Composite Index of Leading Indicators

What is the 'Composite Index of Leading Indicators'

The Composite Index of Leading Indicators, otherwise known as the Leading Economic Index (LEI), is an index published monthly by the Conference Board used to predict the direction of global economic movements in the months to come. It is made up of 10 economic components, whose changes tend to precede changes in the overall economy. The Conference Board, founded in 1916, is an independent research association that provides its member organizations with economic and financial information.

BREAKING DOWN 'Composite Index of Leading Indicators'

The 10 components of the Composite Index of Leading Indicators are:

1. The average weekly hours worked by manufacturing workers;

2. The average number of initial applications for unemployment insurance;

3. The amount of manufacturers' new orders for consumer goods and materials;

4. The speed of delivery of new merchandise to vendors from suppliers;

5. The amount of new orders for capital goods unrelated to defense;

6. The amount of new building permits for residential buildings;

7. The S&P 500 stock index;

8. The inflation-adjusted monetary supply (M2);

9. The spread between long and short interest rates; and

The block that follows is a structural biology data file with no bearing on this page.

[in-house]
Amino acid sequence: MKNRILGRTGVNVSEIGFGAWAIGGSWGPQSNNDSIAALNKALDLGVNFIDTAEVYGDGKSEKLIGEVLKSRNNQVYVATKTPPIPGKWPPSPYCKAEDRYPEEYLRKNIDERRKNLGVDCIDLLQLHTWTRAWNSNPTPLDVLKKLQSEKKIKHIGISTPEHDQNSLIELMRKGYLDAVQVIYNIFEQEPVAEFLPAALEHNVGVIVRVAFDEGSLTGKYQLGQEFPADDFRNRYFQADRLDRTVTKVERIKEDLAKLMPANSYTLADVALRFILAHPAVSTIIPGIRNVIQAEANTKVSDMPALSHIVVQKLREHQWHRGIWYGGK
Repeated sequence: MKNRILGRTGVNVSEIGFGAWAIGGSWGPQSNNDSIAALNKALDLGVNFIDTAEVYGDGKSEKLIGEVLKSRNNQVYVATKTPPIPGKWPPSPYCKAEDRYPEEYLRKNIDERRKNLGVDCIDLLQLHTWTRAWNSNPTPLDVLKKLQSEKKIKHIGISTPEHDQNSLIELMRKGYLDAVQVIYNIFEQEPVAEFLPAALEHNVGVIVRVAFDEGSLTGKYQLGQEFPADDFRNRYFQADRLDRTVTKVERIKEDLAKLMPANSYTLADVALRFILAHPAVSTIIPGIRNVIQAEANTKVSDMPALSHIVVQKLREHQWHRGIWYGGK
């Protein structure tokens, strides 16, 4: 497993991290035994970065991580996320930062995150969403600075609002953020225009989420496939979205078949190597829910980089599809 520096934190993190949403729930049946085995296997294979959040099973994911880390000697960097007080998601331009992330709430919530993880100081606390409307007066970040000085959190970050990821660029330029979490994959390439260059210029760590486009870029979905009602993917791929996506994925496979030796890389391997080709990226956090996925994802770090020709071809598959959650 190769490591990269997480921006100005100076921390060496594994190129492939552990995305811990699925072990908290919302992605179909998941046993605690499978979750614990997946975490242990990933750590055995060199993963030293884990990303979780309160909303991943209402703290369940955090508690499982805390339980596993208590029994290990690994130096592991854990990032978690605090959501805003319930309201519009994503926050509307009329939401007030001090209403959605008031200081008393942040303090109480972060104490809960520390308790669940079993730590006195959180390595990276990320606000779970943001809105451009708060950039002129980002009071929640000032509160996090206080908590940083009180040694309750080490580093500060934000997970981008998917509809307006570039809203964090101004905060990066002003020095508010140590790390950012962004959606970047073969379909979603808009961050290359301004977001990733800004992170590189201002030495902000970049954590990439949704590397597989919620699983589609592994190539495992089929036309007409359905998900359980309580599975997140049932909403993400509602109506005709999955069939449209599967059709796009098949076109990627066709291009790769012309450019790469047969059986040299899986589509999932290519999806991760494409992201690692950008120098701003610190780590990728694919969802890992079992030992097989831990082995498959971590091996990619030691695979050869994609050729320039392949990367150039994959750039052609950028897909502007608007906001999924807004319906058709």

10. consumer sentiment.

The Composite Index of Leading Indicators is a number used by many economic participants to judge what is going to happen in the near future. By looking at it in relation to business cycles and general economic conditions, investors and businesses can form expectations about what is ahead, and make better-informed decisions.

Global Leading Economic Index Data

As of June 2016, the United States had an LEI of 123.7, which was a 0.3% increase from May 2016. In comparison, Australia's LEI was 102.6, Brazil's LEI was 96.1, China's LEI was 150.6, France's LEI was 112.5, Germany's LEI was 107.5, India's LEI was 101.4, Japan's LEI was 102.4, South Korea's LEI was 110.2, Mexico's LEI was 98.8, Spain's LEI was 104.2 and the United Kingdom's LEI was 114.1, according to the latest figures published in May and June 2016. These values are calculated with a base year of 2010 equaling 100.

Overview of the Conference Board

The Conference Board is served by its board of chairmen and trustees and its voting members, similar to the structure of a private corporation, except no one has any ownership stake in the Conference Board because it is a not-for-profit corporation. In 2016, these positions are filled by many high-ranking executives from corporations including Deutsche Bank, BBVA, John Deere & Company, Johnson & Johnson, Monsanto, British Petroleum, Royal Dutch Shell, MasterCard, General Electric, Novartis and State Farm Insurance.